Covid-19 impact on youth participation and youth spaces

Year of production: 2022

Image by Alexandra_Koch from Pixabay

To explore the impact of Covid-19 on youth participation and civic space for youth, this study adopted and revised a framework from the Transparency and Accountability Initiative framework on improving the measurement of civic space (see Malena, 2015). This framework aims to support and advocate for the protection and enablement of civic space. It seeks to measure civic space against a set of core principles that build on a traditional triad of civic space ( freedom of expression, freedom of association and freedom of peaceful assembly), while allowing for detailed and country specific accounts (Malena 2015: 7). In line with this framework, we have focused particularly on examining the three dimensions: a) citizen 12 participation; b) freedoms of information and expression; and c) rights of assembly and association.

In the context of citizen participation, the study examined the ability to advocate for others freely and without fear of retribution; the ability to participate in processes of deliberation and decision-making processes on important issues (e.g. through public consultations, joint committees, participatory planning or policy-making processes, etc.), the ability to influence the outcome of decisions), the ability to influence the outcome of policy deliberation and decision-making processes; the extent to which public authorities control youth organisations, the frequency of invitations from public authorities to participate in finding solutions to the problems in the field of activity concerned, the extent to which public authorities are willing to co-operate with youth organisations, and the extent to which public authorities are willing to recognise the opinion of youth organisations. Freedoms of information and expression were examined in terms of the ability to access information (including financial information) from state sources, the ability to express opinions freely in public without fear of retribution, and the ability to use the internet freely (both for access to information and for communication). For the rights of assembly and association, the paper looked at the ability to organise/participate in public meetings or demonstrations without fear of reprisals, the ability to operate independently and free from state interference, support from the authorities, the imposition of restrictions by the authorities, barriers to accessing foreign funding (e.g. EU, funding from other international organisations, foundations), and the degree of assessment by “market” indicators (e.g. the amount of private funding raised, basic quantitative indicators, etc.). A more detailed description of the variables can be found in the research tool in the Annex.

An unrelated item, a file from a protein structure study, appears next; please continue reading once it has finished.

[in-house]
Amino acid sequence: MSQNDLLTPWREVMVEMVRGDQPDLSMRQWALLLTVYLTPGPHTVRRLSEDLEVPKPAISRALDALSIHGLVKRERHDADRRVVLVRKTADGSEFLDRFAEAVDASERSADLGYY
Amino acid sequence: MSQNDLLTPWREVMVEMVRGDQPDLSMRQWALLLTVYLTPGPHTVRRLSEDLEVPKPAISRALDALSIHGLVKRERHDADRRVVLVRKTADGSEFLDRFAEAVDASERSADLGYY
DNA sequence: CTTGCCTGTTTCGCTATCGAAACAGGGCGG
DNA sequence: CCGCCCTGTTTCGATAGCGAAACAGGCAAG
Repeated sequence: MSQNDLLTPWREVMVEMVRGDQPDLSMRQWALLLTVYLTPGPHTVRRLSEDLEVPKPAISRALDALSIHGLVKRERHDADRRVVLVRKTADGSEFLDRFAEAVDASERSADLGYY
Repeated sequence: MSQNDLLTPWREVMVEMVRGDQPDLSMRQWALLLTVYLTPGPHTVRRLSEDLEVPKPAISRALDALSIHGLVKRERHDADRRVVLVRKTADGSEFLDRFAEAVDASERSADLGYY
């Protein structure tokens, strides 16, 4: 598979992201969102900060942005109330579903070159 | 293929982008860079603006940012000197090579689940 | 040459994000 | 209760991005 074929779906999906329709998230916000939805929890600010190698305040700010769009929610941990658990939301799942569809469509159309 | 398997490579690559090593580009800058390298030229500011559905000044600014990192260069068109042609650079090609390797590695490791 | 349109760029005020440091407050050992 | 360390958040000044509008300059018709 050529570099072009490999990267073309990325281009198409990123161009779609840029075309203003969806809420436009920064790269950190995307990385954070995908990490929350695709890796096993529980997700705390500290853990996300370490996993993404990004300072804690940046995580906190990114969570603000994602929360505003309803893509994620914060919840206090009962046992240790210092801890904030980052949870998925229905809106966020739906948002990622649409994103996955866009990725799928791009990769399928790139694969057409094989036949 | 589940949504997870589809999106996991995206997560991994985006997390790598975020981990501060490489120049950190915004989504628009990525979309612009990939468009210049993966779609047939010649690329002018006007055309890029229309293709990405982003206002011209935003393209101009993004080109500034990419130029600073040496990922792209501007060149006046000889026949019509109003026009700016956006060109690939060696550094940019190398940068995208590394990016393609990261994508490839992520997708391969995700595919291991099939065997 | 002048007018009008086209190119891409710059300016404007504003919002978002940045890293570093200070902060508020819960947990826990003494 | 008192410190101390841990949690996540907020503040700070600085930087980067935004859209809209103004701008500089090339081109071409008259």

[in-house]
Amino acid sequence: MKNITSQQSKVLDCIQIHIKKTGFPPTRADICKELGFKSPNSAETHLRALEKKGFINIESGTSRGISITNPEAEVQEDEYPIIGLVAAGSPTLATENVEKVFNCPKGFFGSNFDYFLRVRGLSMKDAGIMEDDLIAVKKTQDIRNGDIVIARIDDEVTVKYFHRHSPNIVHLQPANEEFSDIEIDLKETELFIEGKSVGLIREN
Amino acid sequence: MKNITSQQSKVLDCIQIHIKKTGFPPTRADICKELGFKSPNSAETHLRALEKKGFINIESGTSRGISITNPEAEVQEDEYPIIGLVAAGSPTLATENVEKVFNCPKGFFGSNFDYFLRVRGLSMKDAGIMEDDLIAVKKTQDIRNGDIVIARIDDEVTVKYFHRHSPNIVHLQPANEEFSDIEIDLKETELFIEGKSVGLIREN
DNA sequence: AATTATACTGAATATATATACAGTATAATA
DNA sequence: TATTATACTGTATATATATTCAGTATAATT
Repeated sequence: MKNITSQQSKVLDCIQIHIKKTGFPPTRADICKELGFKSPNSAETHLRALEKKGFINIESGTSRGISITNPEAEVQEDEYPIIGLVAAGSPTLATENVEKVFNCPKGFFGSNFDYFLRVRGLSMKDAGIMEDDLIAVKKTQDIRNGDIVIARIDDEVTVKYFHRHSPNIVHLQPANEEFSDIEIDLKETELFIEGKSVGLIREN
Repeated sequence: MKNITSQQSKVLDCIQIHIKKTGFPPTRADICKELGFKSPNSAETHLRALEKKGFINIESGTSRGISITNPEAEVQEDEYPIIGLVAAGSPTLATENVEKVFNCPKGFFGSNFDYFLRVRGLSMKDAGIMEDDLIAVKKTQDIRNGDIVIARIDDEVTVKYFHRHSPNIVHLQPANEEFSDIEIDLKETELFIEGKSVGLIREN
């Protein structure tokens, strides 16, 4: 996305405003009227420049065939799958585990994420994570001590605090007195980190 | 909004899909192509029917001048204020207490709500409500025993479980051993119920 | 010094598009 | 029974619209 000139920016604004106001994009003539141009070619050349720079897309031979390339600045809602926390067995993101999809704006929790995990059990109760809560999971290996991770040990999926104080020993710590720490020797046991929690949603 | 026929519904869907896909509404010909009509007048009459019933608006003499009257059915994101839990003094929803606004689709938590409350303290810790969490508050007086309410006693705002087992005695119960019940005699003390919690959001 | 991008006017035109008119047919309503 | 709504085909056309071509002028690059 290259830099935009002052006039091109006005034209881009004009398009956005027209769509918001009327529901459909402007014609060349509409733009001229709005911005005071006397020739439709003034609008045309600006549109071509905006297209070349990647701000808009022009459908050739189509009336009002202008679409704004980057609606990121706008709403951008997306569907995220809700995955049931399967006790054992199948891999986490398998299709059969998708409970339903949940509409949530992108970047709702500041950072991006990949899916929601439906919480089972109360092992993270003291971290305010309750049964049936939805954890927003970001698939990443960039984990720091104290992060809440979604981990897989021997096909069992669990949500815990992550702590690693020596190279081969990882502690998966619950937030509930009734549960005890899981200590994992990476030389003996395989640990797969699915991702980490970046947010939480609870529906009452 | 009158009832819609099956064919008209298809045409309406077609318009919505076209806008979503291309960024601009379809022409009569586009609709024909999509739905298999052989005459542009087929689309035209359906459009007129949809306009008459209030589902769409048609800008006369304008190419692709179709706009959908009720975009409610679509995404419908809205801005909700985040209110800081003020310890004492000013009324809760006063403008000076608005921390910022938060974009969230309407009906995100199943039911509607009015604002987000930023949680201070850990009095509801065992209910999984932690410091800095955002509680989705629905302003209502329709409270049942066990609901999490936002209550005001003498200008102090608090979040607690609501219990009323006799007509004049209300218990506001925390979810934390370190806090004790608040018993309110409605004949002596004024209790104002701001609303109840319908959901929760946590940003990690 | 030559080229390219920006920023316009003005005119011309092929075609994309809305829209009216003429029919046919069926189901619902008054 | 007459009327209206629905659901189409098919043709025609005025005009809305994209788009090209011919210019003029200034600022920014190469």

We have oriented ourselves towards the most important actors that secure civic spaces and youth participation – organisations that are active in the youth field. They are the focus of this study because they advocate for and represent youth interests as well as providing services that are best suited to youth needs. In addition to their civic and political socialisation function, these organisations serve as true laboratories of democracy and democratic innovation, demonstrating new repertoires of political action and coming closest to the 13 diverse political imaginations and citizenship of youth. As such, these organisations are one of the best mechanisms to identify the impact of Covid-19 on youth participation and civic space. In our purposive sampling process, we captured the most politically and socially relevant youth organisations, regardless of their legal form, by examining the membership of the main European and national youth umbrella organisations and supplementing this list with the relevant youth organisations from the European Commission’s Youth Wiki tool. Accompanying this strategy, the Youth Partnership networks were used to disseminate the invitation through these channels as well. Organisations were contacted through their official emails, with clear instructions on which person or group of people should fill in the web-based questionnaire. We sent out two rounds of invitations in December 2021 and received 109 valid responses.


Council of Europe
Council of Europe (CoE)

The Council of Europe is the continent's leading human rights organisation. It includes 47 member states, 27 of which are members of the European Union. The Council of Europe advocates freedom of expression and of the media, freedom of assembly, equality, and the protection of minorities. The Council of Europe helps member states fight corruption and terrorism and undertake necessary judicial reforms. The Council of Europe promotes human rights through international conventions, such as the Convention on Preventing and Combating Violence against Women and Domestic Violence and the Convention on Cybercrime.

Tomaž Deželan, PhD

Tomaž Deželan: Research interests include higher education policy, quality assurance, citizenship education, citizenship concepts, debates and regimes, political communication, youth, new modes of governance, parliamentary cohesion, electoral studies, gender, civil society and sustainable development.